Moreover, more changes mean more opportunities for employee compliance issues. Only about 20 percent of travel and finance managers in Europe said that they had 100 percent policy compliance, and more than one-third said less than 75 percent of their employees were complying with travel policies in 2022. Across France, Germany, and the UK, reported compliance was down from 2021 to 2022.
“Companies have to ensure they’re communicating these policies — and these benefits — every way they can at the executive level as well as the manager level, through intranets and newsletters, texts, tweets, whatever it takes,” Riegel said. “People are busy; it’s easy for messages to get lost amid the mayhem of a business day.”
How All-in-One Solutions for Travel, Expense, and Payments Have Become a Necessity
The evolution of the corporate travel environment has created a groundswell of support for companies to reevaluate and overhaul the way that they manage travel policies, corporate cards, and expense solutions.
Today’s travel, expense, and payment landscape is unpredictable, given pressures from inflation leading to rising hotel prices and shifts in flight capacity driving up fares or canceling routes. Age-old problems still exist as well, such as dealing with higher-than-usual rates during an essential business trip to a city that’s hosting a major event at the same time.
Companies that want to be able to adjust based on market conditions need tools with dynamic policies. Traditionally, many corporate travel programs have had fixed, written documents that take a lot of manual effort to update. If they’re not dynamic, every request may require approval, or travel managers will have to sit on hold with agency customer service to make the slightest change to their programs. These scenarios can hinder productivity and increase out-of-compliance activities if they’re not rectified quickly enough.
“Dynamic policy is key to a successful travel and expense program; it’s the basis for controlling costs,” said Tim Russo, senior director, fintech partnerships and business development, TripActions. “A system that automatically sets benchmarks for fair prices in particular destinations for particular dates allows companies to decide what’s in and out of policy.”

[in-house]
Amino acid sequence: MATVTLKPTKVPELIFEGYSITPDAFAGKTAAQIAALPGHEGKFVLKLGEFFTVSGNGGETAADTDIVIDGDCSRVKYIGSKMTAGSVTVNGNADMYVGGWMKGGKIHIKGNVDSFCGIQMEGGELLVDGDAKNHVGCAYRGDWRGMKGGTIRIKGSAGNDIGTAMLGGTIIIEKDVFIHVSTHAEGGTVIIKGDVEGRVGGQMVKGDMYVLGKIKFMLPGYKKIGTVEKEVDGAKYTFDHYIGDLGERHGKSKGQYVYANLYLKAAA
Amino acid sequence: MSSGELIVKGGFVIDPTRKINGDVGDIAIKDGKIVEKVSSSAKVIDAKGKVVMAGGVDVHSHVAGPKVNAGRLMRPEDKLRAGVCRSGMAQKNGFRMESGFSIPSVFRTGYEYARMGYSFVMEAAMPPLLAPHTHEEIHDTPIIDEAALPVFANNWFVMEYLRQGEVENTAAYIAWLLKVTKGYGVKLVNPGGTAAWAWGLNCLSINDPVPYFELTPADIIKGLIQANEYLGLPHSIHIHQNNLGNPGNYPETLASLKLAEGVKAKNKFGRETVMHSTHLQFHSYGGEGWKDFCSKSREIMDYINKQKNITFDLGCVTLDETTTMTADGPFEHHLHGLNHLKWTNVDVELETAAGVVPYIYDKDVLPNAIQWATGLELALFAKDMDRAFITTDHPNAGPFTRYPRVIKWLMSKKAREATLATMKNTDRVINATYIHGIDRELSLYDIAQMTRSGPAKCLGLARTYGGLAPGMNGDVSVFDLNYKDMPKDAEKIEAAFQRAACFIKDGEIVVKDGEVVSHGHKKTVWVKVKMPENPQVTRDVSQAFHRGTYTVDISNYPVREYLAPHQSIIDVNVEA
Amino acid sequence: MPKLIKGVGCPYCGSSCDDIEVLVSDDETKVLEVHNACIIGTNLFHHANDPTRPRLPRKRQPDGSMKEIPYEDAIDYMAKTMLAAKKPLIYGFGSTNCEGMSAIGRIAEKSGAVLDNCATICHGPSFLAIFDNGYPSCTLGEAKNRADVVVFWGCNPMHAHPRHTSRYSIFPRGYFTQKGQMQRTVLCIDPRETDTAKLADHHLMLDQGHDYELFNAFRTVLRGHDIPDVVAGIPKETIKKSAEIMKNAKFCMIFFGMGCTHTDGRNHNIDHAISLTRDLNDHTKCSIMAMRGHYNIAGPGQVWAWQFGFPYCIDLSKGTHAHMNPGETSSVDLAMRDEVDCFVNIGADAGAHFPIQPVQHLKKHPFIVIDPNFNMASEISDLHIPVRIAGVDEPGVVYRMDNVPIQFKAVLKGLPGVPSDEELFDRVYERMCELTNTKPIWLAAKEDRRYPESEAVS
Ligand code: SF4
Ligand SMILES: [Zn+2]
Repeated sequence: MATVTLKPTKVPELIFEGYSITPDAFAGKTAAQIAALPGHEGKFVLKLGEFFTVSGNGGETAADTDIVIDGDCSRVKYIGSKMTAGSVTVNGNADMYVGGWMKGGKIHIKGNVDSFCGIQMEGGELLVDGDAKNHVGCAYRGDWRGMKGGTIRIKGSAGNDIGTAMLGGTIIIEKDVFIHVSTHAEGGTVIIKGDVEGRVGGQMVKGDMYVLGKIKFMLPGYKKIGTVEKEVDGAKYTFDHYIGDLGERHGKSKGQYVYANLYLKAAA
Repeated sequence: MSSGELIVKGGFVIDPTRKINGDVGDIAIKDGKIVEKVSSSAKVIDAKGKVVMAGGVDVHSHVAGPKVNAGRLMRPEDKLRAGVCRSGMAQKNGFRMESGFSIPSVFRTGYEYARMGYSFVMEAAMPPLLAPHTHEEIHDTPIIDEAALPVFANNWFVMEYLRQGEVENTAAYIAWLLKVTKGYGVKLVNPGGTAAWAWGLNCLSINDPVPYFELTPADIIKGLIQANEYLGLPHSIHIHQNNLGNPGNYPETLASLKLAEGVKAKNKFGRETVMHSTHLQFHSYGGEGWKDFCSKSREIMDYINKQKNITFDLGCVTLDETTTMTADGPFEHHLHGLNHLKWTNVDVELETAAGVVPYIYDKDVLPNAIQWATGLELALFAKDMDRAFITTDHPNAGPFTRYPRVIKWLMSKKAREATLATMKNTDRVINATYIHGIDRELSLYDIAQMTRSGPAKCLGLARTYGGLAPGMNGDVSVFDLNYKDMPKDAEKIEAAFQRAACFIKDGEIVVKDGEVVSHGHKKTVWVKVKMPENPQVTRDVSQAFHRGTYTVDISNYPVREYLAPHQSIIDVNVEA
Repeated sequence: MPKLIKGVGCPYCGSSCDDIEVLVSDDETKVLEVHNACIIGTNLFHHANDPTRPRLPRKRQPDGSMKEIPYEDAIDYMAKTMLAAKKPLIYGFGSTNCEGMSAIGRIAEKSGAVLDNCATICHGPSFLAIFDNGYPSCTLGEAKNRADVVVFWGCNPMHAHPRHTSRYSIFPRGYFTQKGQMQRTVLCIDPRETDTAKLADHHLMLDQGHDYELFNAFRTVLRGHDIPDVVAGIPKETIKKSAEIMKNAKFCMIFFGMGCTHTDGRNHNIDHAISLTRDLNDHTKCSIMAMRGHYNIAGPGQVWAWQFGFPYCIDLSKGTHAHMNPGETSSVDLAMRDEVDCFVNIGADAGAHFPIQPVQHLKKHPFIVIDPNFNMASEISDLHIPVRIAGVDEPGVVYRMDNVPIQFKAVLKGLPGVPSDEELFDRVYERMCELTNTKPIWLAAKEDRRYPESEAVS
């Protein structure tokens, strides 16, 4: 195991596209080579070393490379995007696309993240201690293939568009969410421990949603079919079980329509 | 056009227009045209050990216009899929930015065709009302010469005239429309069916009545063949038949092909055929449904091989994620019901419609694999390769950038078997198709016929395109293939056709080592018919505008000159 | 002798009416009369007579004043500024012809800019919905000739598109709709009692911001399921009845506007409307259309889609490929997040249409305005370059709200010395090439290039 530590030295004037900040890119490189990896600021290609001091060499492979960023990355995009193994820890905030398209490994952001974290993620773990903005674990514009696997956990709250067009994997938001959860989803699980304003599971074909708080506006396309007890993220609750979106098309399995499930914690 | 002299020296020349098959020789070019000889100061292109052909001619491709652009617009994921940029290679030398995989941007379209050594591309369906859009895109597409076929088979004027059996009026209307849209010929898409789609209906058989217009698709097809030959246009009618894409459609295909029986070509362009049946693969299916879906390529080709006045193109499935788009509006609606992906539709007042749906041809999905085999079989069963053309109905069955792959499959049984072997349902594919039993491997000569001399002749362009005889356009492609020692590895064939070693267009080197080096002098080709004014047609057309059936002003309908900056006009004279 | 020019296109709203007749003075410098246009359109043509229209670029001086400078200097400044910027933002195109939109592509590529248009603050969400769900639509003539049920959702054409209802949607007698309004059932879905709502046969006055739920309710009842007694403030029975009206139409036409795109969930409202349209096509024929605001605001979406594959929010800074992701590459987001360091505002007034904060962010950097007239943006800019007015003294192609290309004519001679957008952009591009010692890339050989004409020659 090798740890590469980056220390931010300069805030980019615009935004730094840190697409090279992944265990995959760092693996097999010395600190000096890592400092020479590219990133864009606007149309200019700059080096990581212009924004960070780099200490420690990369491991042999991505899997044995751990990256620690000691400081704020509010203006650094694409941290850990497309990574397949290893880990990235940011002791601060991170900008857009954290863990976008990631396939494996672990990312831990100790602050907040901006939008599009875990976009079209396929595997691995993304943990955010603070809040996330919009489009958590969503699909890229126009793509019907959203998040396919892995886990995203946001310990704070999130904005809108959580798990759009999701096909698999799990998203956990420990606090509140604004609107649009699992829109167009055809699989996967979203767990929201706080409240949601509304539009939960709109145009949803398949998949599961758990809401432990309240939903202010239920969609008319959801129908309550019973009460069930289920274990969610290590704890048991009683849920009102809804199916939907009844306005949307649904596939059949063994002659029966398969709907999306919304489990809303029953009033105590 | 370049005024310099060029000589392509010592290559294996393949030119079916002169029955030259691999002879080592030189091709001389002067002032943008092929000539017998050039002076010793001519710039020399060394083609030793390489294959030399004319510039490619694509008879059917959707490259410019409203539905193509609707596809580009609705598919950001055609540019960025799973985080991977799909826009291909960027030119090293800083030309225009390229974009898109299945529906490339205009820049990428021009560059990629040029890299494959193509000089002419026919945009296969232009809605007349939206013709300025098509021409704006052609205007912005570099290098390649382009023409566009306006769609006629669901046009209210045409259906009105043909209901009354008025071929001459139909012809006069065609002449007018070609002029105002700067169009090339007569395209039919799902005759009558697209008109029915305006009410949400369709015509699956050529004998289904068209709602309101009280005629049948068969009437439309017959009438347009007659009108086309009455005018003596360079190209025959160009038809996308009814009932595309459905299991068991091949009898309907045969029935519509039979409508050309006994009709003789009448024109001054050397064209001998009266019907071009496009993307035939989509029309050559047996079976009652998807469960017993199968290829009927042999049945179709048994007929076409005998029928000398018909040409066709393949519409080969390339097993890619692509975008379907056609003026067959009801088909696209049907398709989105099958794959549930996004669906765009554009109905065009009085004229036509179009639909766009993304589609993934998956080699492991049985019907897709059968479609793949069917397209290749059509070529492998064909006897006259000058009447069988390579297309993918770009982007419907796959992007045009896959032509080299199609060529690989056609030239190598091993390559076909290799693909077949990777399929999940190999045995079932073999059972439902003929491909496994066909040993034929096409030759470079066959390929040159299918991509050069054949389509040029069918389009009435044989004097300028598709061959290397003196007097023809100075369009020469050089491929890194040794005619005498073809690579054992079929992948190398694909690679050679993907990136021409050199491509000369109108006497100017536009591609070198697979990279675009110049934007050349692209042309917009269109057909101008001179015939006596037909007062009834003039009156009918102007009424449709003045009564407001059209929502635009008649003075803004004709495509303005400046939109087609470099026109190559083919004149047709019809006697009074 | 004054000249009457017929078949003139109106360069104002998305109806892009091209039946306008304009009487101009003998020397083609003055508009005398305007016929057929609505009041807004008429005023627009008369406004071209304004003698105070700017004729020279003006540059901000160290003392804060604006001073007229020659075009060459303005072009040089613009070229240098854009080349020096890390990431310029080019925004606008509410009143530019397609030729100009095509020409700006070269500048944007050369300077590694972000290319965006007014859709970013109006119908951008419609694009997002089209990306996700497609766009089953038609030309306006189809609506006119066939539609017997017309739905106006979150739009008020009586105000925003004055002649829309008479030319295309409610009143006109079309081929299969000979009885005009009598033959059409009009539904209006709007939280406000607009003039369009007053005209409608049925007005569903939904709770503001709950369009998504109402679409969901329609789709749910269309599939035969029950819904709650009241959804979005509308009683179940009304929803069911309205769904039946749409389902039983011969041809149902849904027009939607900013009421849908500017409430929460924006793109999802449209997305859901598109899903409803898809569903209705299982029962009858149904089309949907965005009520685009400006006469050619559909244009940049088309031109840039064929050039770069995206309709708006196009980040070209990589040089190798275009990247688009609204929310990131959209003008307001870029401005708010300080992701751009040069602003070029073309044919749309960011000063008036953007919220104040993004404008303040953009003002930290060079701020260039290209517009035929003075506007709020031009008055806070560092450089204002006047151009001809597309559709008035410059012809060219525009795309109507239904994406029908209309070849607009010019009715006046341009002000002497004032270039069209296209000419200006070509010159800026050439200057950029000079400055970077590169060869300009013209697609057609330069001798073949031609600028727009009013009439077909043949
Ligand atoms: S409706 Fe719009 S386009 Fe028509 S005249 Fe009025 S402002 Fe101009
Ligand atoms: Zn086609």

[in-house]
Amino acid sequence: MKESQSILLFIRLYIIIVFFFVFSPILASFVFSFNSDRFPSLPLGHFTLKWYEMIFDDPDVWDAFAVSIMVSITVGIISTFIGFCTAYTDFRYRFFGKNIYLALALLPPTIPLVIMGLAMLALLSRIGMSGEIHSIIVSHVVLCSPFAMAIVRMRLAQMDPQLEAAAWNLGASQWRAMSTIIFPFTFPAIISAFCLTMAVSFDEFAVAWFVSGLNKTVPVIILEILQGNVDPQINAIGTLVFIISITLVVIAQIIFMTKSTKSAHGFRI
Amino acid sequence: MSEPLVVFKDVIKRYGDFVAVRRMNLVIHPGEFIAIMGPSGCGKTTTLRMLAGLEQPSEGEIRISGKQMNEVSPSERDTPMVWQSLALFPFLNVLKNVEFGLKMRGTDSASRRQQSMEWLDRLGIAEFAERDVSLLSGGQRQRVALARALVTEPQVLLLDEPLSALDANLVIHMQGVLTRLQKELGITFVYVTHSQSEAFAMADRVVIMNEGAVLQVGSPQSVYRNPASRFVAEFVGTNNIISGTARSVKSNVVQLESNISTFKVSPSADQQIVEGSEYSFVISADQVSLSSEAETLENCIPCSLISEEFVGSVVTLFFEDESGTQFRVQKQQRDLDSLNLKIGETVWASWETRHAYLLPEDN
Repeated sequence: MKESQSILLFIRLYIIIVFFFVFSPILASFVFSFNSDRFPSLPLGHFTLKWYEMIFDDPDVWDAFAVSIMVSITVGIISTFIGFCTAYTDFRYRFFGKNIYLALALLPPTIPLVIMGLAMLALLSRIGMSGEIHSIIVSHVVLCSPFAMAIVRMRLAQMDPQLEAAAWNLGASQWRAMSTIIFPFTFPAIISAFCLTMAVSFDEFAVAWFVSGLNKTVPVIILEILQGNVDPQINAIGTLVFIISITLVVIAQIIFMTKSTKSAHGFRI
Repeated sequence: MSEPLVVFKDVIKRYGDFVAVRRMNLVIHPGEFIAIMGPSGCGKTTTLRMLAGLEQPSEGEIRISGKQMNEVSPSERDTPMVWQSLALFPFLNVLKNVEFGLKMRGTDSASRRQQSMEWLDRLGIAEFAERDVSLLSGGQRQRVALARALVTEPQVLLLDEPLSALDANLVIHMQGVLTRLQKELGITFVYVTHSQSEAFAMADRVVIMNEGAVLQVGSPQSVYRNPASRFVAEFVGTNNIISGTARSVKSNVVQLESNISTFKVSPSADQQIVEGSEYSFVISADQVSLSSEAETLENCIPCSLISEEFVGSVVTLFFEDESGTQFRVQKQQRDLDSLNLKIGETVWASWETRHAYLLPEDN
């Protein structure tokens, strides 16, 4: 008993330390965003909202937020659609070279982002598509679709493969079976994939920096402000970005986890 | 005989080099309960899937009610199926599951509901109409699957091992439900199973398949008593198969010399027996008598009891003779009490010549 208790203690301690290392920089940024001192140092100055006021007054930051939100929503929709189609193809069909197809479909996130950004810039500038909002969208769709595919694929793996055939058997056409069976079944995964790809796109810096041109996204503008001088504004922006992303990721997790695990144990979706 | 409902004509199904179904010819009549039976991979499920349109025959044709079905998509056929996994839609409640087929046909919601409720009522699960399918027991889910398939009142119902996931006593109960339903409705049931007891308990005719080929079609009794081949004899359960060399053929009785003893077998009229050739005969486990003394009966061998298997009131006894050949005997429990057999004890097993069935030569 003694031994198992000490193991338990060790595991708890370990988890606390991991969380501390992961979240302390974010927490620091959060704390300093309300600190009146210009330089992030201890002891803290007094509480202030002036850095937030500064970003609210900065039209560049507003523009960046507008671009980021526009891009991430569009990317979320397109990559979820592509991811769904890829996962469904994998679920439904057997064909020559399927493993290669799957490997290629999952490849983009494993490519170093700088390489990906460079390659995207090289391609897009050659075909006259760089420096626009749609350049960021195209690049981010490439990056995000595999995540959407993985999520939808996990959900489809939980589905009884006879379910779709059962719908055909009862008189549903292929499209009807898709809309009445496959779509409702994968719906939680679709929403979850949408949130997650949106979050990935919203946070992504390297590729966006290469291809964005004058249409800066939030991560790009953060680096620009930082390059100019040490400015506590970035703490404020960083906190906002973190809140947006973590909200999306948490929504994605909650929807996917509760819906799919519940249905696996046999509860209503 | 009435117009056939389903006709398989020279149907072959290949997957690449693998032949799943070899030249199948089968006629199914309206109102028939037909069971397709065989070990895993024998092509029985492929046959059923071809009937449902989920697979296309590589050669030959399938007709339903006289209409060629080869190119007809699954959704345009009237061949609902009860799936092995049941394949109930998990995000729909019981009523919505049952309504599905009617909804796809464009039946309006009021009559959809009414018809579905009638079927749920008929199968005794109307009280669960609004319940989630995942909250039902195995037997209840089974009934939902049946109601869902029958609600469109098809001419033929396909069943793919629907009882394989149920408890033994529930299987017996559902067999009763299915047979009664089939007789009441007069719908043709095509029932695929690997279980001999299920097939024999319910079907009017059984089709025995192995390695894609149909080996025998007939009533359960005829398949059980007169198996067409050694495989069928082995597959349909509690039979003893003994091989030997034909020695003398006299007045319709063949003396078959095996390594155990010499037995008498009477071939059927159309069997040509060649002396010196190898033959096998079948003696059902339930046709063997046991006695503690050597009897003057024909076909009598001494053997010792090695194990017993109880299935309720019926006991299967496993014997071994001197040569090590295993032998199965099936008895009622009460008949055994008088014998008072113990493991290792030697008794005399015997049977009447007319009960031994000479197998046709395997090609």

Another way companies are mitigating some of today’s policy challenges is by implementing technology solutions that combine travel planning, corporate card payments, and expense reporting. According to Skift and TripActions data, nearly two-thirds of managers in EMEA either “strongly” or “somewhat” agreed that they would be interested in a travel solution that unified all travel and expense functions, in contrast to individual tools for each — which is the way most companies operated in the past.
“For some [of our customers], their travel and expense systems have become more complicated than ever before,” said Riegel. “Many of these companies now realize that every new issue will require yet another tool or process layer. So when they hear that one tool can streamline the entire travel and expense process, improve traveler safety, save the company money, and make employees happier, they see that this is a proactive choice that can help set them up for the future.”
“The number one benefit of an all-in-one solution for me is reporting all in one place. I’m not having to morph reports with all of the data from travel and all of the data from expenses from here and here and here, which I had to do previously,” said Mindy Owen, travel and expense manager, ConnectWise. “My end users like having one system as well.”
For further reading on this topic and more research across global markets, please download Skift and TripActions’ recent report, “The State of Corporate Travel and Expense 2023: New Priorities, New Opportunities”.